2008-2012 Kawasaki Concours 14 | Smart Money

By Jerry Smith, Photography by Kevin Wing

Kawasaki’s original Concours, the ZG1000, charmed a generation of sport-touring riders with its simplicity, ruggedness, and low cost. But 20 years after the C10’s debut, “cheap and simple” was code for “old and undesirable,” so in 2007 Kawasaki retired the trusty war horse and trotted out the Concours 14, a redesign from the contact patches up aimed at cutting-edge sport-tourers from Japan and Europe.

Like the C10, with its Ninja 1000R-derived four-cylinder powerplant, the C14 takes the second word in “gentleman’s express” seriously. Its 1352cc, ZX-14-based engine boasts dual balance shafts, variable valve timing, and an honest 130 horsepower fed to the road through a six-speed transmission and shaft drive. Even at 650 pounds, the big Connie does the two-lane two-step with remarkable agility, thanks in large part to the Tetra-Link rear suspension, which quells the jacking tendency common to some shafties.

Kawasaki’s hopes that the C14 would be a hot seller were realized all too literally when early models roasted riders with engine heat. In 2010, the fairing and an exhaust guard were upgraded, resulting in a cooler ride. That same year, ABS models came with KTRC traction control, and in 2011, ABS/KTRC become standard equipment. A taller windscreen that reduced turbulence also debuted on the ’10 C14, as did repositioned mirrors, a high-mileage fuel map, and standard heated handgrips. Aftermarket support for the C14 is robust.

For riders looking to add a Concours 14 to their stable, there are a few red flags to watch out for during the driveway inspection. The C14’s engine is as reliable as its predecessor’s but, according to Fred Harmon, technical editor of the Concours Owners Group, some are prone to oil leaks from the valve-cover gasket on the left front side. Checking for the smell of burning oil is standard procedure when starting up any used bike you’re thinking of buying, but take special note with used C14s that might have oil dripping onto the exhaust system.

Because the front brake rotors sometimes warp, keep an eye out for the lever pulsing as you hit the binders. The rear brake pedal sticks on some bikes, so inspect the rotor for discoloration that indicates overheating. This can damage the rear brake caliper and wheel bearings, not to mention torching the brake pads––check them all if the rotor has “the blues."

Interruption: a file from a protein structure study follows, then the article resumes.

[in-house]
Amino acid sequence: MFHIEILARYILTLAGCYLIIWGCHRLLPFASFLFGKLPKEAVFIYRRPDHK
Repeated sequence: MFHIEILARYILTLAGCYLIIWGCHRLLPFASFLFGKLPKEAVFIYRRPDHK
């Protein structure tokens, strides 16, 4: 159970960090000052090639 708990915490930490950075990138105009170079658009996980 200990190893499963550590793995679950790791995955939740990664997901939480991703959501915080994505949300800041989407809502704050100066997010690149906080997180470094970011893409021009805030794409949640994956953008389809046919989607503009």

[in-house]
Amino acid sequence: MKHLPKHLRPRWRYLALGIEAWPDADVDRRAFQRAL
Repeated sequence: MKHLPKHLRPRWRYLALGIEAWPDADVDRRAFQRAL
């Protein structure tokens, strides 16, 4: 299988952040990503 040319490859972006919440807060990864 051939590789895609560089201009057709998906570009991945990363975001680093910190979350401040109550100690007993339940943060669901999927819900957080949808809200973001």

A tire pressure monitoring system (TPMS) is standard. Watch out for tire-pressure sensors with low or defective batteries. An indicator on the dash shows if the batteries are healthy. Harmon says that with a little creative soldering the batteries can be replaced. He also advises budgeting for a horn upgrade, as Concours have come with anemic horns from the very first. And early model KIPASS keyless ignition switches can be sticky, so make sure it works before you sign on the dotted line.

The 2008 model has three active recalls, one each for weak saddlebag latches, the previously mentioned sticky rear brake pedal, and the rear carrier platform. It’s unlikely that a bike that old hasn’t already had the recall work done, but it’s worth asking about anyway.

Cheers
Fast, roomy, comfortable, shaft drive—and oh, yeah, 130 rear-wheel horsepower.

Jeers
Early models baked riders, lacked some neat features of later bikes.

Watch For
Warped brake rotors, leaking valve-cover gaskets, sticky ignition switches.

Verdict
We named it Best Touring Bike in 2008 and 2009. Need we say more?

Value
2008 | $8515 (non-ABS)
2009 | $8955 (non-ABS)
2010 | $10,135 (non-ABS)
2011 | $11,905 (ABS)
2012 | $12,590 (ABS)


Buying Smart

The 2008 and 2009 Concours 14 came with two active key fob transponders, while the 2010 and later models came with one active transponder and a smaller, passive RFID fob. Make sure you get both when you buy a used C14, because they cost around $275 to replace and you’ll probably have to pay the dealership to program the bike to read them using a special tool only dealers have. Each fob should also contain a spare key to unlock the saddlebags, gas cap, and seat.

By Jerry Smith
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